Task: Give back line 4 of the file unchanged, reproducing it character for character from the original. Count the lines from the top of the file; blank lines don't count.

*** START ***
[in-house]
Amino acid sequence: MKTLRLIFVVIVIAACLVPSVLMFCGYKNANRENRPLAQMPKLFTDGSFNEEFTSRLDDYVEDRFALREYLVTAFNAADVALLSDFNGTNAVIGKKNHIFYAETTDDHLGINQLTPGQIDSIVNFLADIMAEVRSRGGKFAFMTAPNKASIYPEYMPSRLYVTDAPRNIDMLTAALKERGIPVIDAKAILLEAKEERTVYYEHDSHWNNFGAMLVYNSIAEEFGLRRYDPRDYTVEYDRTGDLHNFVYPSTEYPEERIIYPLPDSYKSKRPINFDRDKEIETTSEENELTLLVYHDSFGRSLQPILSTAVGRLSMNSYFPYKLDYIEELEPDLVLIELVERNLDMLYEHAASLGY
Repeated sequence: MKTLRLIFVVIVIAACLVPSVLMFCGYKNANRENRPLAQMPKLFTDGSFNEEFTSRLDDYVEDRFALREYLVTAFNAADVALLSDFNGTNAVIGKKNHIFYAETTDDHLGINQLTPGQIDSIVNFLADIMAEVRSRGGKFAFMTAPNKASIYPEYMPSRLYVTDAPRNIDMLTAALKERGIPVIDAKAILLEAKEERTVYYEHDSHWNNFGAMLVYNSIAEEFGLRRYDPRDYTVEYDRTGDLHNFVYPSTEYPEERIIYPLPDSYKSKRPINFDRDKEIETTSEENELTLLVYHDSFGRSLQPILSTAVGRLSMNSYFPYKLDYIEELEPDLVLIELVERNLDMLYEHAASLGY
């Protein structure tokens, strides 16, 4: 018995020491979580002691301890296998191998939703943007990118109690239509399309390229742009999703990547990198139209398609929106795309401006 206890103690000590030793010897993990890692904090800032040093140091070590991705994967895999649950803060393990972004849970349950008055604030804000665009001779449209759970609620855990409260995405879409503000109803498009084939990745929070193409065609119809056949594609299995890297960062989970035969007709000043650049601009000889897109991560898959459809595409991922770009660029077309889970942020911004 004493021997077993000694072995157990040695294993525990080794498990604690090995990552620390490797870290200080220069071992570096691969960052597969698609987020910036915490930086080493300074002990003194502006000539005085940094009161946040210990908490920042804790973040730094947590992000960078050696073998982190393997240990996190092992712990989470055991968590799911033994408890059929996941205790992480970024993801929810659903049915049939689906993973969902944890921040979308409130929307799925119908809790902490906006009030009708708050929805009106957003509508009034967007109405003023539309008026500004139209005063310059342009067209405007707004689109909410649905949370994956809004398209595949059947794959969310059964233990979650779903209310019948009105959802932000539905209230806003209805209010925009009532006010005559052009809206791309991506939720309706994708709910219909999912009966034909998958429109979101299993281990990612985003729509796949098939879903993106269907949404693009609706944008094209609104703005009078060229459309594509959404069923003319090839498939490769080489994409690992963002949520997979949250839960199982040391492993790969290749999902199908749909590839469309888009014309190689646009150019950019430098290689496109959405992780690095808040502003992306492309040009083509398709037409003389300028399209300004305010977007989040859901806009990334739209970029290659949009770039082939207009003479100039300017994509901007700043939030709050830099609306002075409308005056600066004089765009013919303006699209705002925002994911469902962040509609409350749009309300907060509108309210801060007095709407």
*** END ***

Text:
């Protein structure tokens, strides 16, 4: 018995020491979580002691301890296998191998939703943007990118109690239509399309390229742009999703990547990198139209398609929106795309401006 206890103690000590030793010897993990890692904090800032040093140091070590991705994967895999649950803060393990972004849970349950008055604030804000665009001779449209759970609620855990409260995405879409503000109803498009084939990745929070193409065609119809056949594609299995890297960062989970035969007709000043650049601009000889897109991560898959459809595409991922770009660029077309889970942020911004 004493021997077993000694072995157990040695294993525990080794498990604690090995990552620390490797870290200080220069071992570096691969960052597969698609987020910036915490930086080493300074002990003194502006000539005085940094009161946040210990908490920042804790973040730094947590992000960078050696073998982190393997240990996190092992712990989470055991968590799911033994408890059929996941205790992480970024993801929810659903049915049939689906993973969902944890921040979308409130929307799925119908809790902490906006009030009708708050929805009106957003509508009034967007109405003023539309008026500004139209005063310059342009067209405007707004689109909410649905949370994956809004398209595949059947794959969310059964233990979650779903209310019948009105959802932000539905209230806003209805209010925009009532006010005559052009809206791309991506939720309706994708709910219909999912009966034909998958429109979101299993281990990612985003729509796949098939879903993106269907949404693009609706944008094209609104703005009078060229459309594509959404069923003319090839498939490769080489994409690992963002949520997979949250839960199982040391492993790969290749999902199908749909590839469309888009014309190689646009150019950019430098290689496109959405992780690095808040502003992306492309040009083509398709037409003389300028399209300004305010977007989040859901806009990334739209970029290659949009770039082939207009003479100039300017994509901007700043939030709050830099609306002075409308005056600066004089765009013919303006699209705002925002994911469902962040509609409350749009309300907060509108309210801060007095709407």